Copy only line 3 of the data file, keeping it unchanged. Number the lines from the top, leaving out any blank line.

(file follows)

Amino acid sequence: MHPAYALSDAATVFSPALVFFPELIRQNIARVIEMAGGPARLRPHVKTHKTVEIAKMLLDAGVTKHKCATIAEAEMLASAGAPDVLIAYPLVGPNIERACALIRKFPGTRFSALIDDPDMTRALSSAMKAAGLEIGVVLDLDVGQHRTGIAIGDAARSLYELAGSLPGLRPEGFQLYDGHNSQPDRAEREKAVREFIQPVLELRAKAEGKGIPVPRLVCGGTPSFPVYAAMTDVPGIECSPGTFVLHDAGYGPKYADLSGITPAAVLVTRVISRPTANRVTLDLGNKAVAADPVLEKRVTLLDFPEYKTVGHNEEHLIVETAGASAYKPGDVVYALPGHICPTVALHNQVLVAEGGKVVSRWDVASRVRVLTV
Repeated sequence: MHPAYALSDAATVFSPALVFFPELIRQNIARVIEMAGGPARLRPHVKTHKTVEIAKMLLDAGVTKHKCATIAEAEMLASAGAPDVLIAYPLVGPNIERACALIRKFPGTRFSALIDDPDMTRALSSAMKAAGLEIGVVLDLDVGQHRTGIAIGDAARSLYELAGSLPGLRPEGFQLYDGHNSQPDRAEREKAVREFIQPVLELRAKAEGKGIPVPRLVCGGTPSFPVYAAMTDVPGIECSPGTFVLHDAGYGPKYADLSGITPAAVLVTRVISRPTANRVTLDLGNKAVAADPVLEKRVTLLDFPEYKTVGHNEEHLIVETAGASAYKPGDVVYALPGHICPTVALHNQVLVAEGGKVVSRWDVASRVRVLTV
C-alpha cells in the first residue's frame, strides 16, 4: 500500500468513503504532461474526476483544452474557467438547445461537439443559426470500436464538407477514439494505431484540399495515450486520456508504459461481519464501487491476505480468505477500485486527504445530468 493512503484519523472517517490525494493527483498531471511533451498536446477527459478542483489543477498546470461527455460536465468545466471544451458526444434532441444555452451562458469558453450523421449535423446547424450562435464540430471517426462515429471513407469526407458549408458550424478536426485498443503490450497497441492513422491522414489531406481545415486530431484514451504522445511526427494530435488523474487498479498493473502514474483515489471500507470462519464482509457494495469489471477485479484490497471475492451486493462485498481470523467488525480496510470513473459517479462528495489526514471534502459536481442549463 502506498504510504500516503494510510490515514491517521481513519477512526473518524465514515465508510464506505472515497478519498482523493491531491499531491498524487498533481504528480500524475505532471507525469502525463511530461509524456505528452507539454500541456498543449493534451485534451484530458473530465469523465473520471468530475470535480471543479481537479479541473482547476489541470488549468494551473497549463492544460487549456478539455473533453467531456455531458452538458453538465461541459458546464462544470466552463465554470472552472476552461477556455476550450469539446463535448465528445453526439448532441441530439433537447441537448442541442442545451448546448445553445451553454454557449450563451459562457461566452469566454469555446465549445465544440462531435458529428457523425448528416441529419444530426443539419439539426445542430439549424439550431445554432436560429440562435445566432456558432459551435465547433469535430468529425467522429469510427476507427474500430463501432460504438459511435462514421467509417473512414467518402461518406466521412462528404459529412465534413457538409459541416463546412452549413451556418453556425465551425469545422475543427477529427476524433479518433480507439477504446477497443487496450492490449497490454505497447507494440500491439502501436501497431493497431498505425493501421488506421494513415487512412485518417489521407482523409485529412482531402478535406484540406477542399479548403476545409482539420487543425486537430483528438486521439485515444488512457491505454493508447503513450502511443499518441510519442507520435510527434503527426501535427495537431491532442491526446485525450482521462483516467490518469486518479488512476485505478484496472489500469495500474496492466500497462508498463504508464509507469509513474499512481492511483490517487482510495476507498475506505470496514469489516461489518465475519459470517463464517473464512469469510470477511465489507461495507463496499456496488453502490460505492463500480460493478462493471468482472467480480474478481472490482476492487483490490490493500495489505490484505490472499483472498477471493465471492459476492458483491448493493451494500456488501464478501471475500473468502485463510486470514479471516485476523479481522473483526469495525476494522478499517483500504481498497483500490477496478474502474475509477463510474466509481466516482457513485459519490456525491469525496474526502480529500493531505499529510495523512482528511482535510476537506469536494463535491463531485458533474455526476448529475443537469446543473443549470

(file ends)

C-alpha cells in the first residue's frame, strides 16, 4: 500500500468513503504532461474526476483544452474557467438547445461537439443559426470500436464538407477514439494505431484540399495515450486520456508504459461481519464501487491476505480468505477500485486527504445530468 493512503484519523472517517490525494493527483498531471511533451498536446477527459478542483489543477498546470461527455460536465468545466471544451458526444434532441444555452451562458469558453450523421449535423446547424450562435464540430471517426462515429471513407469526407458549408458550424478536426485498443503490450497497441492513422491522414489531406481545415486530431484514451504522445511526427494530435488523474487498479498493473502514474483515489471500507470462519464482509457494495469489471477485479484490497471475492451486493462485498481470523467488525480496510470513473459517479462528495489526514471534502459536481442549463 502506498504510504500516503494510510490515514491517521481513519477512526473518524465514515465508510464506505472515497478519498482523493491531491499531491498524487498533481504528480500524475505532471507525469502525463511530461509524456505528452507539454500541456498543449493534451485534451484530458473530465469523465473520471468530475470535480471543479481537479479541473482547476489541470488549468494551473497549463492544460487549456478539455473533453467531456455531458452538458453538465461541459458546464462544470466552463465554470472552472476552461477556455476550450469539446463535448465528445453526439448532441441530439433537447441537448442541442442545451448546448445553445451553454454557449450563451459562457461566452469566454469555446465549445465544440462531435458529428457523425448528416441529419444530426443539419439539426445542430439549424439550431445554432436560429440562435445566432456558432459551435465547433469535430468529425467522429469510427476507427474500430463501432460504438459511435462514421467509417473512414467518402461518406466521412462528404459529412465534413457538409459541416463546412452549413451556418453556425465551425469545422475543427477529427476524433479518433480507439477504446477497443487496450492490449497490454505497447507494440500491439502501436501497431493497431498505425493501421488506421494513415487512412485518417489521407482523409485529412482531402478535406484540406477542399479548403476545409482539420487543425486537430483528438486521439485515444488512457491505454493508447503513450502511443499518441510519442507520435510527434503527426501535427495537431491532442491526446485525450482521462483516467490518469486518479488512476485505478484496472489500469495500474496492466500497462508498463504508464509507469509513474499512481492511483490517487482510495476507498475506505470496514469489516461489518465475519459470517463464517473464512469469510470477511465489507461495507463496499456496488453502490460505492463500480460493478462493471468482472467480480474478481472490482476492487483490490490493500495489505490484505490472499483472498477471493465471492459476492458483491448493493451494500456488501464478501471475500473468502485463510486470514479471516485476523479481522473483526469495525476494522478499517483500504481498497483500490477496478474502474475509477463510474466509481466516482457513485459519490456525491469525496474526502480529500493531505499529510495523512482528511482535510476537506469536494463535491463531485458533474455526476448529475443537469446543473443549470